Clinical Nutrition Assessment of ISS Astronauts, SMO-016E (Clinical Nutrition Assessment) - 11.19.14
ISS Science for Everyone
Science Objectives for Everyone
Nutritional assessments of astronauts before, during, and after spaceflight ensure adequate intake of energy, protein, and vitamins during missions. Scientists use the information to understand the connections between nutrition and human health during space flight, and to develop effective dietary strategies to reduce adverse health impacts.
Science Results for Everyone
Astronauts are what they eat, too. To better understand connections between nutrition and health, researchers measured astronauts’ dietary intake, body composition, and more than 60 vitamins and minerals before, during and after spaceflight. Results showed decreases in their intake of energy, body weight, bone mineral content and density, antioxidant capacity and Vitamin D concentration. Scientists are further analyzing the data to identify and address specific effects of microgravity on nutrition and health. The data also will contribute to studies of bone loss during spaceflight and on the nutrition and bone connection, which will help those suffering bone loss on Earth.
Sponsoring Space Agency
National Aeronautics and Space Administration (NASA)
Human Exploration and Operations Mission Directorate (HEOMD)
ISS Expedition Duration
November 2000 - April 2007
Previous ISS Missions
Similar studies were completed during NASA/Mir.
- The Clinical Nutritional Status Assessment measures dietary intake, body composition, protein, bone, iron, mineral, vitamin, and antioxidant status. Currently, it is a medical requirement for U.S. crewmembers on-board the ISS.
- Blood and urine samples are collected pre and postflight from the astronauts and analyzed for over 60 diagnostic compounds, vitamins, and minerals. Weekly dietary intake and body mass are measured in-flight; these measurements are used by the crew flight surgeon to adjust the astronauts' food intake.
- The results of data analysis are used both to understand the connections between nutrition and human health during space flight, and to develop effective dietary strategies to reduce adverse health impacts (including bone loss, loss of important vitamins and minerals, and increased genetic damage from radiation).
To provide nutritional recommendations to crew members for long-duration space travel, we need to better understand how nutritional status and general physiology are affected by the microgravity environment. Dietary intake during space flight has often been inadequate, and this can greatly compromise nutritional status. Data from both short- and long-duration space flights provide evidence that energy intake is typically 30-40% below World Health Organization recommendations, but energy expenditure is typically unchanged or even increased. This imbalance may explain some of the observed negative changes in overall nutritional status during flight. However, blood concentrations of some nutrients, such as vitamin D, continue to be low even when astronauts receive supplements during flight. The space environment itself results in physiologic changes that can alter nutritional status. For example, changes in iron metabolism are closely associated with blood chemistry alterations during space flight. Similarly, increased levels of radiation and oxidative stress during flight likely contribute to decreased antioxidant status and genetic damage during or after space flight.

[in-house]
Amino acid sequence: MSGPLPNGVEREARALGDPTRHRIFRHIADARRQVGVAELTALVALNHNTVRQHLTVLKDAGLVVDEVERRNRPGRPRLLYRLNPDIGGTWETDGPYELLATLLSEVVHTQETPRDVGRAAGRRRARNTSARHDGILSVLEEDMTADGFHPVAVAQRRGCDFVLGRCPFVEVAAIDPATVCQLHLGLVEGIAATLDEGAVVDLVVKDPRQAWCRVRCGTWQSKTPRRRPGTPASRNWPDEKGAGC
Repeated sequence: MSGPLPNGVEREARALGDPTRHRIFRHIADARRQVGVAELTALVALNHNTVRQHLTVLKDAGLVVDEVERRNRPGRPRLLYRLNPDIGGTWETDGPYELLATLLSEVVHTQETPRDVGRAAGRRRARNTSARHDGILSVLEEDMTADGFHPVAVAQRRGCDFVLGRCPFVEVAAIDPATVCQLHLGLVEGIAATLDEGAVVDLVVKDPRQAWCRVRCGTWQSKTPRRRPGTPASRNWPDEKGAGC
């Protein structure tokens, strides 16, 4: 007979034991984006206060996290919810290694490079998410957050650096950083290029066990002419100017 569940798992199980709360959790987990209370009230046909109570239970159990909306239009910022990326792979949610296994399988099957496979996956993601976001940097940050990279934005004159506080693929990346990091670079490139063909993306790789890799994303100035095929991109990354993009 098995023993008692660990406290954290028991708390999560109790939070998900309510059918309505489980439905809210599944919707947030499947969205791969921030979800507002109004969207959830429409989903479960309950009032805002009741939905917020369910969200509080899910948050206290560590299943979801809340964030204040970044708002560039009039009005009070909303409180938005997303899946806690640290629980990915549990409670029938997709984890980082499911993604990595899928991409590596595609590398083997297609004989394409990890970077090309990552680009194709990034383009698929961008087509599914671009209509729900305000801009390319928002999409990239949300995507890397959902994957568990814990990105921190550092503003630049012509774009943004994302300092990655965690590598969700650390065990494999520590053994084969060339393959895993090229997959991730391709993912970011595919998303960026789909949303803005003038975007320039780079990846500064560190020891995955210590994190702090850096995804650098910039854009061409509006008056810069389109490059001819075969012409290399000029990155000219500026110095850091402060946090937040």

There are six components to the research program.
- The food system provides a six to ten-day menu cycle; before each mission, crew members participate in food-tasting sessions, and dietitians plan menus that will use crew choices and best fulfill the defined nutritional requirements for space flight.
- During flight, crew members are asked to record their dietary intake once per week using a Food Frequency Questionnaire (FFQ) designed for use with the space flight food system. The FFQ is designed to obtain a near real-time estimate of intakes of energy, protein, water, sodium, calcium, and iron, as well as to collect information about vitamin supplement use and any crew comments. The questionnaire inputs from the astronauts are transmitted to the ground and results are calculated and reported to the flight surgeon within 24 to 48 hours.
- Body mass is determined pre, post, and inflight, while body composition is determined pre and postflight using laboratory measurements.
- Blood and urine samples are collected pre and postflight for analysis of whole blood, plasma, serum, and various analytes; blood pH and ionized calcium levels are measured inflight using finger sticks.
- Biochemical analysis of the blood and urine samples are performed at Johnson Space Center using standard laboratory methods.